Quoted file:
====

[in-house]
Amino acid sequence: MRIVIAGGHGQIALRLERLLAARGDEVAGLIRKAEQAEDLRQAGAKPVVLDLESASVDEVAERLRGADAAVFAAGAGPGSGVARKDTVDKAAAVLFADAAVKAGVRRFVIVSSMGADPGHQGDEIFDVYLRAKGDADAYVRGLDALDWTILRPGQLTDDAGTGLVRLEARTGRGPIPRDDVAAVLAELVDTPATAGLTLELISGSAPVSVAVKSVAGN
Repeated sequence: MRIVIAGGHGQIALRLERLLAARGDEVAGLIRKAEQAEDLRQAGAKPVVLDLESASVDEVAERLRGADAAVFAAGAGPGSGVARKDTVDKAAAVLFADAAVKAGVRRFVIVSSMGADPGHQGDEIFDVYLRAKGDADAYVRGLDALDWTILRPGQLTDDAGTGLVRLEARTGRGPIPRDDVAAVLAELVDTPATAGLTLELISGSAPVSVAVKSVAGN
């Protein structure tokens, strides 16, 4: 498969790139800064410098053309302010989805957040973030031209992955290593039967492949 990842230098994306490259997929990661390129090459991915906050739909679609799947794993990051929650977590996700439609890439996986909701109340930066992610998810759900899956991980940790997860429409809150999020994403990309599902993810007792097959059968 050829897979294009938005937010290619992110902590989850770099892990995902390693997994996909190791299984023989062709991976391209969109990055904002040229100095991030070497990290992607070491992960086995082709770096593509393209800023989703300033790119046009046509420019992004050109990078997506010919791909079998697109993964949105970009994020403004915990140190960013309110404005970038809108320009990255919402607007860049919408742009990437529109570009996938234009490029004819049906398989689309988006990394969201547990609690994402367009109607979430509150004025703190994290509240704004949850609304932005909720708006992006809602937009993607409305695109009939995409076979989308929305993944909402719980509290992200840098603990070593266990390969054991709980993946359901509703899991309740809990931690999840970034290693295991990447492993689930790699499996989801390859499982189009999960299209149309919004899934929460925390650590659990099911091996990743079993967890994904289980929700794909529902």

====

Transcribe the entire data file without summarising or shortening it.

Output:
[in-house]
Amino acid sequence: MRIVIAGGHGQIALRLERLLAARGDEVAGLIRKAEQAEDLRQAGAKPVVLDLESASVDEVAERLRGADAAVFAAGAGPGSGVARKDTVDKAAAVLFADAAVKAGVRRFVIVSSMGADPGHQGDEIFDVYLRAKGDADAYVRGLDALDWTILRPGQLTDDAGTGLVRLEARTGRGPIPRDDVAAVLAELVDTPATAGLTLELISGSAPVSVAVKSVAGN
Repeated sequence: MRIVIAGGHGQIALRLERLLAARGDEVAGLIRKAEQAEDLRQAGAKPVVLDLESASVDEVAERLRGADAAVFAAGAGPGSGVARKDTVDKAAAVLFADAAVKAGVRRFVIVSSMGADPGHQGDEIFDVYLRAKGDADAYVRGLDALDWTILRPGQLTDDAGTGLVRLEARTGRGPIPRDDVAAVLAELVDTPATAGLTLELISGSAPVSVAVKSVAGN
């Protein structure tokens, strides 16, 4: 498969790139800064410098053309302010989805957040973030031209992955290593039967492949 990842230098994306490259997929990661390129090459991915906050739909679609799947794993990051929650977590996700439609890439996986909701109340930066992610998810759900899956991980940790997860429409809150999020994403990309599902993810007792097959059968 050829897979294009938005937010290619992110902590989850770099892990995902390693997994996909190791299984023989062709991976391209969109990055904002040229100095991030070497990290992607070491992960086995082709770096593509393209800023989703300033790119046009046509420019992004050109990078997506010919791909079998697109993964949105970009994020403004915990140190960013309110404005970038809108320009990255919402607007860049919408742009990437529109570009996938234009490029004819049906398989689309988006990394969201547990609690994402367009109607979430509150004025703190994290509240704004949850609304932005909720708006992006809602937009993607409305695109009939995409076979989308929305993944909402719980509290992200840098603990070593266990390969054991709980993946359901509703899991309740809990931690999840970034290693295991990447492993689930790699499996989801390859499982189009999960299209149309919004899934929460925390650590659990099911091996990743079993967890994904289980929700794909529902």